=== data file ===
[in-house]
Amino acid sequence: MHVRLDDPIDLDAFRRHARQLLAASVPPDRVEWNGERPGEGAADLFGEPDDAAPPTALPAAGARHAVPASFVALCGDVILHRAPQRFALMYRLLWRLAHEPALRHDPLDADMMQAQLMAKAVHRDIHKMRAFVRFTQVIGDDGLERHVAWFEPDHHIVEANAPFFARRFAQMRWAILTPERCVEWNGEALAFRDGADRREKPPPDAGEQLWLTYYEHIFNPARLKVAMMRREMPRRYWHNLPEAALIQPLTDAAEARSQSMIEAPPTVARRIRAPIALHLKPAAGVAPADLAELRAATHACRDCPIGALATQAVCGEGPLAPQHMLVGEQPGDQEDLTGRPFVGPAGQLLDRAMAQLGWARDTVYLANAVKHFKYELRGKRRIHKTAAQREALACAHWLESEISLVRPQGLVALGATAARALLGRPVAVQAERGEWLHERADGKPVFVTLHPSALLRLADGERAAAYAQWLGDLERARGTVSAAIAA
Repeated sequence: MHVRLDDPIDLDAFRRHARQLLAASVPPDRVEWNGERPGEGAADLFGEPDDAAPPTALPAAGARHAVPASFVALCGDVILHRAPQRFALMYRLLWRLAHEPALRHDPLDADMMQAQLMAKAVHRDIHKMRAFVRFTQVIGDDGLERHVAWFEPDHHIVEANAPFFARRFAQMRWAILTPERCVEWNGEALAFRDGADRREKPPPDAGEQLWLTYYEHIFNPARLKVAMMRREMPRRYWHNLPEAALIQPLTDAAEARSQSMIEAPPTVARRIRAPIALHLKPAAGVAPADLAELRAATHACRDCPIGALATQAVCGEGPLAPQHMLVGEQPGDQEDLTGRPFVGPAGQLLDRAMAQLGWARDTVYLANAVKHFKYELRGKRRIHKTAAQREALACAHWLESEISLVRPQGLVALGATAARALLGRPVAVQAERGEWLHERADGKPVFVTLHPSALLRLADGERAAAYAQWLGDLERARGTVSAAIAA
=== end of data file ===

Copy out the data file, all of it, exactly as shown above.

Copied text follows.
[in-house]
Amino acid sequence: MHVRLDDPIDLDAFRRHARQLLAASVPPDRVEWNGERPGEGAADLFGEPDDAAPPTALPAAGARHAVPASFVALCGDVILHRAPQRFALMYRLLWRLAHEPALRHDPLDADMMQAQLMAKAVHRDIHKMRAFVRFTQVIGDDGLERHVAWFEPDHHIVEANAPFFARRFAQMRWAILTPERCVEWNGEALAFRDGADRREKPPPDAGEQLWLTYYEHIFNPARLKVAMMRREMPRRYWHNLPEAALIQPLTDAAEARSQSMIEAPPTVARRIRAPIALHLKPAAGVAPADLAELRAATHACRDCPIGALATQAVCGEGPLAPQHMLVGEQPGDQEDLTGRPFVGPAGQLLDRAMAQLGWARDTVYLANAVKHFKYELRGKRRIHKTAAQREALACAHWLESEISLVRPQGLVALGATAARALLGRPVAVQAERGEWLHERADGKPVFVTLHPSALLRLADGERAAAYAQWLGDLERARGTVSAAIAA
Repeated sequence: MHVRLDDPIDLDAFRRHARQLLAASVPPDRVEWNGERPGEGAADLFGEPDDAAPPTALPAAGARHAVPASFVALCGDVILHRAPQRFALMYRLLWRLAHEPALRHDPLDADMMQAQLMAKAVHRDIHKMRAFVRFTQVIGDDGLERHVAWFEPDHHIVEANAPFFARRFAQMRWAILTPERCVEWNGEALAFRDGADRREKPPPDAGEQLWLTYYEHIFNPARLKVAMMRREMPRRYWHNLPEAALIQPLTDAAEARSQSMIEAPPTVARRIRAPIALHLKPAAGVAPADLAELRAATHACRDCPIGALATQAVCGEGPLAPQHMLVGEQPGDQEDLTGRPFVGPAGQLLDRAMAQLGWARDTVYLANAVKHFKYELRGKRRIHKTAAQREALACAHWLESEISLVRPQGLVALGATAARALLGRPVAVQAERGEWLHERADGKPVFVTLHPSALLRLADGERAAAYAQWLGDLERARGTVSAAIAA